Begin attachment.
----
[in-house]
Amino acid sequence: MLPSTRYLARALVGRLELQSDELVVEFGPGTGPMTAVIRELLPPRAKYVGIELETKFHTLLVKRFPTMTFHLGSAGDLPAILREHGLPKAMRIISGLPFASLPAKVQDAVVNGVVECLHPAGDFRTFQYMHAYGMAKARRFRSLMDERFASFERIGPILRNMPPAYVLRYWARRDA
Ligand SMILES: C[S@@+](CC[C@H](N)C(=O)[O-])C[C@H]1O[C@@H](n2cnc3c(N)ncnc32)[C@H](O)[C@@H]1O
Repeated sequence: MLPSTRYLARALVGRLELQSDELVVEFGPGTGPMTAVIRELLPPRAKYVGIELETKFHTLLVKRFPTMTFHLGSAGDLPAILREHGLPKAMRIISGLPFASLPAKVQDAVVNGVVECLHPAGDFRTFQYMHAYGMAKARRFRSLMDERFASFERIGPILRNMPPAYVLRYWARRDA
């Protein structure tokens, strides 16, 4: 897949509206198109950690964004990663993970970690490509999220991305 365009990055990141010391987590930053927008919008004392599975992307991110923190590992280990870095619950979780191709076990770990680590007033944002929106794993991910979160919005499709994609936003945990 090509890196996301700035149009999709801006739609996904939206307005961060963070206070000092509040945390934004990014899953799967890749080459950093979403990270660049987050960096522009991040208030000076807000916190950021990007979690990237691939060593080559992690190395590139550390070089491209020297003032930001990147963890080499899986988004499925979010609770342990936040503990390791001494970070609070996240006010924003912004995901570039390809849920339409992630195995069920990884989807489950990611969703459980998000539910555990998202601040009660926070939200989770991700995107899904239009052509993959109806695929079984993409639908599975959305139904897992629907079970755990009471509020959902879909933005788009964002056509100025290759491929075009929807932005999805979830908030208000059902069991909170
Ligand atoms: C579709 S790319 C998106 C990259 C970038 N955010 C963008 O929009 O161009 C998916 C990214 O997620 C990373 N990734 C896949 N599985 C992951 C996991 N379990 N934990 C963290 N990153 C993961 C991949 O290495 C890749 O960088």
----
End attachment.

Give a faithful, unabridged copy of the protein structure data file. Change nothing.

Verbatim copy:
[in-house]
Amino acid sequence: MLPSTRYLARALVGRLELQSDELVVEFGPGTGPMTAVIRELLPPRAKYVGIELETKFHTLLVKRFPTMTFHLGSAGDLPAILREHGLPKAMRIISGLPFASLPAKVQDAVVNGVVECLHPAGDFRTFQYMHAYGMAKARRFRSLMDERFASFERIGPILRNMPPAYVLRYWARRDA
Ligand SMILES: C[S@@+](CC[C@H](N)C(=O)[O-])C[C@H]1O[C@@H](n2cnc3c(N)ncnc32)[C@H](O)[C@@H]1O
Repeated sequence: MLPSTRYLARALVGRLELQSDELVVEFGPGTGPMTAVIRELLPPRAKYVGIELETKFHTLLVKRFPTMTFHLGSAGDLPAILREHGLPKAMRIISGLPFASLPAKVQDAVVNGVVECLHPAGDFRTFQYMHAYGMAKARRFRSLMDERFASFERIGPILRNMPPAYVLRYWARRDA
């Protein structure tokens, strides 16, 4: 897949509206198109950690964004990663993970970690490509999220991305 365009990055990141010391987590930053927008919008004392599975992307991110923190590992280990870095619950979780191709076990770990680590007033944002929106794993991910979160919005499709994609936003945990 090509890196996301700035149009999709801006739609996904939206307005961060963070206070000092509040945390934004990014899953799967890749080459950093979403990270660049987050960096522009991040208030000076807000916190950021990007979690990237691939060593080559992690190395590139550390070089491209020297003032930001990147963890080499899986988004499925979010609770342990936040503990390791001494970070609070996240006010924003912004995901570039390809849920339409992630195995069920990884989807489950990611969703459980998000539910555990998202601040009660926070939200989770991700995107899904239009052509993959109806695929079984993409639908599975959305139904897992629907079970755990009471509020959902879909933005788009964002056509100025290759491929075009929807932005999805979830908030208000059902069991909170
Ligand atoms: C579709 S790319 C998106 C990259 C970038 N955010 C963008 O929009 O161009 C998916 C990214 O997620 C990373 N990734 C896949 N599985 C992951 C996991 N379990 N934990 C963290 N990153 C993961 C991949 O290495 C890749 O960088």